WittyParrot has recently published “Sales Productivity Tips from the Experts”, a 100-page ebook full of ideas for increasing sales productivity. Reading this ebook got me thinking… is sales success the same as sales productivity?
Can a sales region that meets their sales numbers be considered an example of a productive sales team? From a revenue perspective, yes. From a personal productivity perspective, perhaps not.
Consider the top salesperson in the company, who earns the highest commission and has the fattest pipeline compared to others on the team. Is he / she the most productive salesperson? From a revenue perspective yes, but are they getting the most of themselves in the time available? Again the answer is maybe.
When dollars and deals are the only metrics considered, success is unambiguous. However, sales success and sales productivity are not the same.
Productivity is a factor contributing to success. The question then becomes how much MORE revenue could be generated if productivity increased from current levels?
But how do we assess a productive sales team’s success?
A Sales team’s productivity is measured by using the following metrics.
- New Opportunities in the pipeline. How well qualified are the opportunities? Are they a good fit for the company’s product and services, and do they resemble the “ideal customer” profile? Productivity can take a big hit if sellers are chasing the wrong leads. Only by having sufficient knowledge of customer buying needs and matching those to unique product capabilities can sellers become more productive in their prospecting activities.
- Win Rate. The salesperson’s efficiency in converting opportunities into customers is a key productivity metric and a place to focus attention. Here again, are salespeople spending time on the opportunities most likely to convert, or are they wasting cycles going the distance with buyers to lose in the end to the competition or no decision?
- Cost-Of-Sales. Is the business you are closing costing you more to acquire than your sales team is worth, given lost cycles spent on administrative and follow-up tasks? Time out of the field (lost time-to-sell) must be factored into Cost-of-Sales calculations, not just hard costs such as travel and expense. These “lost revenue” costs can be measured in the millions of dollars for any sales organization with more than a handful of sellers.
- Customer Acquisition Cost is a related metric, but it drills down on the methods and efficiency with which you convert prospects into customers. To derive CAC, take the total sales and marketing burden over a period of time and divide it by customer wins. The key word here is “efficiency”.
- Lifetime Value is the total revenue per customer over the life of the relationship.
The link between personal productivity and sales success
Selling is a profession requiring the mastery of a diverse set of skills and self-disciplined behaviour. The execution of the sales process from prospect identification to closure is repeated dozens or even hundreds of times per year.
The ingredients for success that have greatest impact on revenue are the minutes salespeople spend on the phone or in person with buyers during the sales cycle. Conduct a Sales Energy Audit: Increase Revenue by Shifting your Sales-Energy Use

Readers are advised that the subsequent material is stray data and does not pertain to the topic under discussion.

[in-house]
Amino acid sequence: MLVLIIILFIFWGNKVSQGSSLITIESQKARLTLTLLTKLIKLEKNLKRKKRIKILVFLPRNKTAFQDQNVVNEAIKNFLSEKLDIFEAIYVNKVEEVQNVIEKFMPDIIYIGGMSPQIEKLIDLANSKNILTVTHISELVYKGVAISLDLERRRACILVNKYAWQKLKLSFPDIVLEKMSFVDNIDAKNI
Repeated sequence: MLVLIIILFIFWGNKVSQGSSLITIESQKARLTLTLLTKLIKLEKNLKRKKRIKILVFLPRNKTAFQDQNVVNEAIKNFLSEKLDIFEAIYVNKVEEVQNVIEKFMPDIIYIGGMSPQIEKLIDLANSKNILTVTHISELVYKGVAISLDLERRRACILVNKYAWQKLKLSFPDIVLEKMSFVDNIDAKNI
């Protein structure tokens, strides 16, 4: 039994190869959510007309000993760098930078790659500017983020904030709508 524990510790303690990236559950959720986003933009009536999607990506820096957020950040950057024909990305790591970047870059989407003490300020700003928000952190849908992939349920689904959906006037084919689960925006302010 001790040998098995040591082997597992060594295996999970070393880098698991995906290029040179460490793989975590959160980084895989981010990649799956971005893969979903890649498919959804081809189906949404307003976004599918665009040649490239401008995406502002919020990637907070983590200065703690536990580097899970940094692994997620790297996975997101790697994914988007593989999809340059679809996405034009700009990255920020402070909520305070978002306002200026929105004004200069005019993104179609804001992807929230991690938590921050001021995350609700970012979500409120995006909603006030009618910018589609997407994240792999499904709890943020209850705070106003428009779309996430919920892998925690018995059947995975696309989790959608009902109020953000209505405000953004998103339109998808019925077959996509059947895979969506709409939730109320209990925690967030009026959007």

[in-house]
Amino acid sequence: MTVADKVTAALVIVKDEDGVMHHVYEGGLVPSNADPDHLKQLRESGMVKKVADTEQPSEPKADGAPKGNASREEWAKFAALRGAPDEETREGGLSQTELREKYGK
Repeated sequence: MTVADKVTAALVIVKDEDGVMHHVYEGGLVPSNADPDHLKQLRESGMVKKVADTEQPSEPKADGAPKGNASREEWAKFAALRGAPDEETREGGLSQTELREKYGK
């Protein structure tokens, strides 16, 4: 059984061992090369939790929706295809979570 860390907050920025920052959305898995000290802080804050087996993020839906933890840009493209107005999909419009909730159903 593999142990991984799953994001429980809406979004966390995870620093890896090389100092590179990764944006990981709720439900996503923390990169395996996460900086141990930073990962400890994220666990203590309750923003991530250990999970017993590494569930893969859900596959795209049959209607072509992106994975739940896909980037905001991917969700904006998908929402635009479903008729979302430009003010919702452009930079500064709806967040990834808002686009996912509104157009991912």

Therefore, sales productivity will increase as a result of saving non-productive time and time wasted doing non-selling functions like admin, looking for information, and assembling emails and letters. According to IDC, the average sales rep spends 2hr/ wk looking for marketing collateral and 5hrs/wk creating and recreating presentations/documents for customers/ prospects.
By drilling into the time salespeople allocate for specific tasks, it is possible to identify lost time and wasted time.
According to CSO Insights 2013 Sales Performance Optimization survey, salespeople spend only 37% of their available time selling, (face-face or on phone talking to customers)
New approaches are required
Personal productivity tools and new component based approaches to creating and managing marketing and sales content should be considered, placing information where salespeople can get exactly what they need, in the context they need it.
Creating in-context messaging components and sharing / reusing them across the enterprise can truly amplify the brand, maintain message consistency and help move the sales needle.
The ideal way of sharing the important information in a company that sales and marketing people need to use is by capturing and creating nuggets of knowledge and storing them as information components in a repository that can be accessed both online and offline, with just a few clicks.
By componentizing content, tagging and providing guidenace on usage, salespeople will be able to easily repurpose and use the marketing information and customize it to a buyer’s context. Buyers who receive this content are much more likely to respond because it resonates with their requirements. This is now a Win-Win situation for the salespeople and the prospective customer.
But most importantly, componentized, reusable content reduces lost time-to-sell, giving back many hours per month to spend on face-time with prospects to generate more revenue. Better yet, the content assimilation task that was initially slowing salespeople will now help them quickly move the right opportunities forward.
Learn how WittyParrot’s Co-Founder Rajesh Setty is able to save more than 10 hours every week with a very unique content delivery platform.